Bring out more detail in the sky, enhance lighting, and add stunning definition with dodging and burning! Learn how to give your landscape images more impact with the powerful tools within Adobe Camera RAW and Photoshop.
If you love working with landscapes, you’ll love our PRO tutorials on luminosity masking and creating a manual HDR. Both techniques are perfect for taking your landscape images to the next level.
Adobe Camera RAW
Adobe Camera RAW is Adobe’s answer for RAW processing in Photoshop and Lightroom. With it, you have access to all of the information within your RAW images to adjust exposure, correct colors, fix lens distortion, and more.
Whenever you open a RAW file with Photoshop, Adobe Camera RAW will open and allow you to make any changes you want before loading it into Photoshop as a Layer.
Be sure to select the option to open the image as a Smart Object, as this will allow you to go back into Adobe Camera RAW at any time to make any changes you want.
Global Editing vs. Local Editing
Before getting into Adobe Camera RAW, it’s important to understand the difference between global editing and local editing.
Global edits are any changes you make that affect an entire image. So if you were to open an image in ACR, and then bump up the exposure slider a bit, the exposure for the entire photo will be increased. Global edits are great for making general adjustments to exposure, color, and fixing common issues like lens distortion or chromatic aberration
Local editing is where things get a little more fun. Using tools like the Radial or Graduated Filters or the Adjustment Brush, you can select specific parts of a photo to apply adjustments to. So if you want to bring out more detail in a sky that’s too bright, you can use the Adjustment Brush to paint over the sky, and then make the necessary changes to the exposure. These changes will only affect the selected areas, in this case the sky, and will leave the rest of the image unchanged. Local adjustments are an important part of the editing process, as they will allow you to really dial in the exact look you want, and also help to differentiate different parts of a photo, helping to guide the viewer’s eye.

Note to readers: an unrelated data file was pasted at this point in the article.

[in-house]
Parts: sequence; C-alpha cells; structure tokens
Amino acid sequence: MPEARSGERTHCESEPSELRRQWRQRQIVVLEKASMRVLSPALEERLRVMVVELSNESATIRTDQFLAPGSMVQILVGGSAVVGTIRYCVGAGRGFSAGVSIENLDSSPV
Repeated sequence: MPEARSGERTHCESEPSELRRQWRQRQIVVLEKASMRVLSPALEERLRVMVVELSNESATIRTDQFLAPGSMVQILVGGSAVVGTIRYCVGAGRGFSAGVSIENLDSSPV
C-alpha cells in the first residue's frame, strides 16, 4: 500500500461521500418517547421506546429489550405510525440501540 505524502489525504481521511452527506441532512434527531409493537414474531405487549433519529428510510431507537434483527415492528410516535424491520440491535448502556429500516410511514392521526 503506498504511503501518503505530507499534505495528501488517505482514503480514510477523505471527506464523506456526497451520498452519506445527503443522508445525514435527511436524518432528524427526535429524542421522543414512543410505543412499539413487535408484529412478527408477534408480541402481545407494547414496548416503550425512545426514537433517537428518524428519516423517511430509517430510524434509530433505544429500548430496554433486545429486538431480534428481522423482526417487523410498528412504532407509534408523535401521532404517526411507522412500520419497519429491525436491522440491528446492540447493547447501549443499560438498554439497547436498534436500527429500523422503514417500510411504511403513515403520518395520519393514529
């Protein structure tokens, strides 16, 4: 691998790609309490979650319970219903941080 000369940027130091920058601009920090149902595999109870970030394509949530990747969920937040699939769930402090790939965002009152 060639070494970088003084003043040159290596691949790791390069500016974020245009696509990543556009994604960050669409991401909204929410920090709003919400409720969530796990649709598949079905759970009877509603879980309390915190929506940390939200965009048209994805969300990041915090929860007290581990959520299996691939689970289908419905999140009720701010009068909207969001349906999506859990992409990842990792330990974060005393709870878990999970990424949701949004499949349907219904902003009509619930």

More Impactful Landscape Photos
There’s a reason that landscape images are everywhere. Whether it’s the default desktop wallpaper that came with your computer, or an Ansel Adams poster on the wall of your high school classroom, they play an important part in sharing beautiful locations, times, and ideas with the world.
As photographers and editors, there are some important steps we can take to ensure that the landscape images from our cameras are as powerful as the they looked to our eyes when we were there.
First, it’s important that the exposure be balanced, from the bright sky through the shadowy ground. Unless you’re shooting after dark, it’s easy for the sun to steal the show, drawing too much attention to the sky and clouds. Using a combination of filters and the Adjustment Brush, you can bring down the exposure of the sky, leaving the darker areas of the ground unaffected. If you’re shooting closer to night, you might need to lift the exposure of the sky to recover some of the detail in the clouds.
Next, you want to make sure there is detail present throughout the highlights, midtones, and shadows. Making the sky a bit darker will usually help recover some of the highlight detail, but you’ll also want to raise the exposure slightly of some areas across the ground and landscape. This will help bring back some of the natural textures and details that might have been a little too dark and muddy straight-out-of-camera.
Lastly, try to enhance the natural colors and detail in the image with color grading and sharpening. Nature is pretty good at giving us a beautiful palette to work with, all we have to do as editors is make sure those colors come through as vibrantly as they did in real life. And once the color is set, finishing off the image with some detailed sharpening is the best way to guide the eyes of the viewer through the most important elements of the photo.